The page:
Military


Fort Polk - Joint Readiness Training Center (JRTC)

Fort Polk is unique in all the Army because it is the only Combat Training Center (CTC) that also has the mission to train and deploy combat and combat support units. From its start as a base for the Louisiana Maneuvers in the 1940s, to a basic training post during Vietnam, to the home of the 5th Mech Division in the 1980s, and its current dual missions as the Joint Readiness Training Center (JRTC) and home of the 2nd ACR and Warrior Brigade, Fort Polk has excuted all of the Army's mission.

Each fiscal year, JRTC conducts eight rotations and two Mission Readiness Exercises (MREs). A single rotation consists of 16 days. This time is divided roughly as follows: Days 1-4 are spent in the Intermediate Staging Base (ISB) and days 5-16 are spent performing the exercise itself ("in the box"). A typical training scenario at JRTC includes a brigade-sized joint task force deploying to the fictional island of Aragon to support the friendly nation of Cortina. In addition to the approximately 3,500 troops supporting the brigade, there are also approximately 1,500 troops supporting echelons above division (EAD) units during a normal rotation. These EAD units usually include a combat hospital as well as a corps support group. The permissive or forced entry of coalition forces into Cortina is intended to improve stability in the region by quelling an ongoing insurgency in Cortina. A non-MRE rotation generally has three operational phases. First is an insertion and counter-insurgency operation; second is a defense (in response to an Atlantican attack); and third is an attack into a state-of-the-art Military Operations in Urban Terrain (MOUT) complex.

The Military Operations on Urbanized Terrain (MOUT) complex at Fort Polk, LA is 8km x 7km box within the Joint Readiness Training Center's (JRTC) Maneuver Area consisting of a series of villages and tactical objective sites. The centerpiece is a town called Shughart-Gordon. Shughart-Gordon is a twenty-nine (29) building enclave replicating a third world town. In addition there is an eight (8) building airfield named Self Airfield, and a five (5) building mock military installation named Word Military Compound.

The Base Realignment and Closure (BRAC) process of 1991 moved the Joint Readiness Training Center (JRTC) from Fort Chaffee, Arkansas, to Fort Polk, Louisiana. The Joint Readiness Training Center (JRTC) is the light infantry equivalent of the Army's National Training Center, located at Fort Irwin, CA. Located at Fort Polk, LA, JRTC hosts light infantry and special operations forces from all components for rotations stretching throughout the year. The ARNG receives one brigade rotation each year. The rotations are allocated to the seven light infantry enhanced Separate Brigades (eSBs). As with the other eSBs, the Adjutant General determines if the unit will attend. The 41st eSB (OR) is scheduled to attend in FY98 and the 29th eSB (HI) attended in FY99. The ARNG receives and allocates two LTP rotations annually. These rotations are allocated to the eSBs based on units' relative calendar proximity to scheduled JRTC rotations. As with the NTC, training opportunities exist for Combat Arms, Combat Support and Combat Service Support units to augment BLUFOR and OPFOR units and to provide installation support.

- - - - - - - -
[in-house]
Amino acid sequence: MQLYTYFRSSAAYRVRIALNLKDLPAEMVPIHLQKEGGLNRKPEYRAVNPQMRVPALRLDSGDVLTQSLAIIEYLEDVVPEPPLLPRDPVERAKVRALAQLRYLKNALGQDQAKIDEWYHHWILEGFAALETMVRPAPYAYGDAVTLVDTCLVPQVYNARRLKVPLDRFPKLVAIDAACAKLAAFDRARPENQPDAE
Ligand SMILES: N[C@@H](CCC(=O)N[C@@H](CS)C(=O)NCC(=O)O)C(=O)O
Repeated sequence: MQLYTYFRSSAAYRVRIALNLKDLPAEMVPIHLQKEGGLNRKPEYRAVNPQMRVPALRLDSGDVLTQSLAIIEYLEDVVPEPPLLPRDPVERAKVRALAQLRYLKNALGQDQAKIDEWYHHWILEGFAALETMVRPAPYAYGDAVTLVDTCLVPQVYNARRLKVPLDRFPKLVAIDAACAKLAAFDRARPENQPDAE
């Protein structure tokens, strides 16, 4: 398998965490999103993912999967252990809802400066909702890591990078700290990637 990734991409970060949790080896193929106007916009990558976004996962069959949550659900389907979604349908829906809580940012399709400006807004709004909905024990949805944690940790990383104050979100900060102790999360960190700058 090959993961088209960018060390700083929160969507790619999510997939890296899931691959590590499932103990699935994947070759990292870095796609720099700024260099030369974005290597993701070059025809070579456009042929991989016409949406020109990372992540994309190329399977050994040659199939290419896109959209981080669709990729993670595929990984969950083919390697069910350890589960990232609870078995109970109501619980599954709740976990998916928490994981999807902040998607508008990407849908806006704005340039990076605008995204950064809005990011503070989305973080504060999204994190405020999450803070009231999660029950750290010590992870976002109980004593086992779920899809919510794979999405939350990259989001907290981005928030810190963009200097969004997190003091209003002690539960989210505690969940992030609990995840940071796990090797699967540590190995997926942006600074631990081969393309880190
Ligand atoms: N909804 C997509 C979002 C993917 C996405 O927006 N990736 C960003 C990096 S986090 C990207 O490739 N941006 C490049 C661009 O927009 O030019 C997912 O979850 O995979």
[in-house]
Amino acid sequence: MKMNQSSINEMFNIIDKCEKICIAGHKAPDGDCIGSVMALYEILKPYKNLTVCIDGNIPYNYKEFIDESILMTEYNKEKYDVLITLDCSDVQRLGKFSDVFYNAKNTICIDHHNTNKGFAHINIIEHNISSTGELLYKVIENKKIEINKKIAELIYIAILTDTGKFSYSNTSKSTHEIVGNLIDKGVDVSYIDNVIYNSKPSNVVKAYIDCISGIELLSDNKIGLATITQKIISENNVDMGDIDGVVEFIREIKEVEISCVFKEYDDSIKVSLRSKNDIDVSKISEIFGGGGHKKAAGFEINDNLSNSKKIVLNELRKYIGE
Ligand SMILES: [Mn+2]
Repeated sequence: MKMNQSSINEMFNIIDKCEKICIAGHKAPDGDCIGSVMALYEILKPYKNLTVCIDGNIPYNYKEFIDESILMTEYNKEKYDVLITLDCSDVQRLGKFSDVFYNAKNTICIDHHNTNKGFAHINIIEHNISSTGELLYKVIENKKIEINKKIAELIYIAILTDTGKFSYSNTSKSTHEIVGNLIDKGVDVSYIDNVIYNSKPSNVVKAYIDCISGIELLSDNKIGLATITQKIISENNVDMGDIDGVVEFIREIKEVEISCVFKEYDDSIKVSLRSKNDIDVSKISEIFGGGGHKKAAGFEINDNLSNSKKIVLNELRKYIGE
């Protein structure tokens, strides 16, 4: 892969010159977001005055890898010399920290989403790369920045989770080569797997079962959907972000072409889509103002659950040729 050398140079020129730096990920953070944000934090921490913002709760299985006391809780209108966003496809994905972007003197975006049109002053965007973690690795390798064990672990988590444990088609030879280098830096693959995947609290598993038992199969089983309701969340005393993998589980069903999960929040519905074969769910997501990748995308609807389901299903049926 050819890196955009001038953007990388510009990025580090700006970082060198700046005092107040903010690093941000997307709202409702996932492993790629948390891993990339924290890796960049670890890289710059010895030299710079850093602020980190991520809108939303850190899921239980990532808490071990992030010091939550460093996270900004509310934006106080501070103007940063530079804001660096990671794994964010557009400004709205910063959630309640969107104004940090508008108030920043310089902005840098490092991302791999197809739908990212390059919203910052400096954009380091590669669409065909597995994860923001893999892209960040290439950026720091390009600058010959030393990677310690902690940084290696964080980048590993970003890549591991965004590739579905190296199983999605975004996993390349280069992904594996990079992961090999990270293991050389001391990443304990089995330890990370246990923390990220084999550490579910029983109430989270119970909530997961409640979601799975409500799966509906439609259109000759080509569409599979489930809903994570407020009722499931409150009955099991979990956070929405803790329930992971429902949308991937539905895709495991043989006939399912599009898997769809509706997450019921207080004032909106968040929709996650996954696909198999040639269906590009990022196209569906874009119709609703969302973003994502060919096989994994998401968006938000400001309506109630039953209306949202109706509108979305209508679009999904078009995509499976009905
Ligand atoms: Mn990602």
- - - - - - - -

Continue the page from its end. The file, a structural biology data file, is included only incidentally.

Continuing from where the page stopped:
The former "England Air Force Base" is used as the Intermediate Staging Base (ISB) for the Joint Readiness Training Center at Fort Polk.

Consolidation of military forces within U.S. borders have led to many changes at Fort Polk. The stationing of new units with rapid deployment missions has made Fort Polk a platform from which soldiers have recently deployed to Haiti, Southwest Asia, Surname, Panama and Bosnia to name a few. Units currently stationed at Fort Polk include the 2nd Armored Cavalry Regiment, affiliated with the XVIII Airborne Corps, Warrior Brigade (Headquarters Command) contains a number of support units with early deploying wartime missions, Medical, Dental and Military Police Commands complete Fort Polk's structure.

Being a small installation with about 8,000 soldiers, Fort Polk offers a surprisingly diverse array of facilities and opportunities for soldiers and their families. Educational opportunities, arts and crafts, sports, hunting and fishing, outdoor recreation and other facilities are readily available.

Fort Polk is located in west-central Louisiana, about 45 miles from Alexandria, 70 miles from Lake Charles, 120 miles from Shreveport, 150 miles from Baton Rouge, 250 from New Orleans, and 180 from Houston. Closer to our front gate are the nearby towns of Leesville, La, located in Vernon Parish, and DeRidder, La, located in Beauregard Parish. (Louisiana has PARISHES not COUNTIES as other states do).

The main post consists of approximately 100,000 acres. Fort Polk is divided into two cantonment areas known as North Fort Polk and South Fort Polk. Approximately 98,000 acres of the main post is within the Kisatchie National Forest and is used by Fort Polk under an agreement with the U.S. Forest Service. In addition, the headwaters and bodies of several streams are located within the installation.

The Joint Readiness Training Center provides advance level joint training for the Army (Active and Reserve Component), Air Force and Navy contingency forces in deployment and tactical operations under realistic conditions of low to mid intensity combat.

Construction of Camp Polk began January 28, 1941 on the broad, rolling plains that at the time contained little but cut-over pine forests, a few dilapidated shacks and some range-wire fencing. The camp's first commander, Colonel Otto Wagner, arrived at the post with a few soldiers in March 1941. Thousands of wooden barracks sprang up virtually overnight to support an Army preparing to battle Axis forces on the North African, European and Pacific fronts. Camp Polk - named for Confederate Lieutenant General and Episcopal Bishop Leonides Polk - was officially completed August 1, 1941.

From the end of World War II until the early 1960s, the post suffered a series of traumatic closings and reopenings. During much of this time, it was open only in the summers to support reserve component training. The United States continued to look at Camp Polk whenever crisis arose, though, and active Army units were stationed here temporarily during the Korean War and the Berlin Crisis.